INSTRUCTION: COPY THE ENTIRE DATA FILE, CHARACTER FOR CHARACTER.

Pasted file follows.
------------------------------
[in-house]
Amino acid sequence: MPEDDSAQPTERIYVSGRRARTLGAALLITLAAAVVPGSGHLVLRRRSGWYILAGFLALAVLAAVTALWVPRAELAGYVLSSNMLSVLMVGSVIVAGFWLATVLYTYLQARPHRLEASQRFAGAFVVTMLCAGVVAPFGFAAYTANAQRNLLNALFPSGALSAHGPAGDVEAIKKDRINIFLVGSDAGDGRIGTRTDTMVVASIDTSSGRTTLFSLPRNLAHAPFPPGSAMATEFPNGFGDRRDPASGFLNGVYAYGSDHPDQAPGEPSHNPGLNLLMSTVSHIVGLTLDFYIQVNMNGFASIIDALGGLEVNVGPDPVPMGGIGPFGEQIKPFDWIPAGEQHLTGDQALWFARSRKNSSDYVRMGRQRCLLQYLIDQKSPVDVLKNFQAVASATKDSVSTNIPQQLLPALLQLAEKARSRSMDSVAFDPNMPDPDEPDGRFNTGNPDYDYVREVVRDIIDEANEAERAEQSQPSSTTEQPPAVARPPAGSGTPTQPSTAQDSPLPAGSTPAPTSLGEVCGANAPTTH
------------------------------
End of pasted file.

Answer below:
[in-house]
Amino acid sequence: MPEDDSAQPTERIYVSGRRARTLGAALLITLAAAVVPGSGHLVLRRRSGWYILAGFLALAVLAAVTALWVPRAELAGYVLSSNMLSVLMVGSVIVAGFWLATVLYTYLQARPHRLEASQRFAGAFVVTMLCAGVVAPFGFAAYTANAQRNLLNALFPSGALSAHGPAGDVEAIKKDRINIFLVGSDAGDGRIGTRTDTMVVASIDTSSGRTTLFSLPRNLAHAPFPPGSAMATEFPNGFGDRRDPASGFLNGVYAYGSDHPDQAPGEPSHNPGLNLLMSTVSHIVGLTLDFYIQVNMNGFASIIDALGGLEVNVGPDPVPMGGIGPFGEQIKPFDWIPAGEQHLTGDQALWFARSRKNSSDYVRMGRQRCLLQYLIDQKSPVDVLKNFQAVASATKDSVSTNIPQQLLPALLQLAEKARSRSMDSVAFDPNMPDPDEPDGRFNTGNPDYDYVREVVRDIIDEANEAERAEQSQPSSTTEQPPAVARPPAGSGTPTQPSTAQDSPLPAGSTPAPTSLGEVCGANAPTTH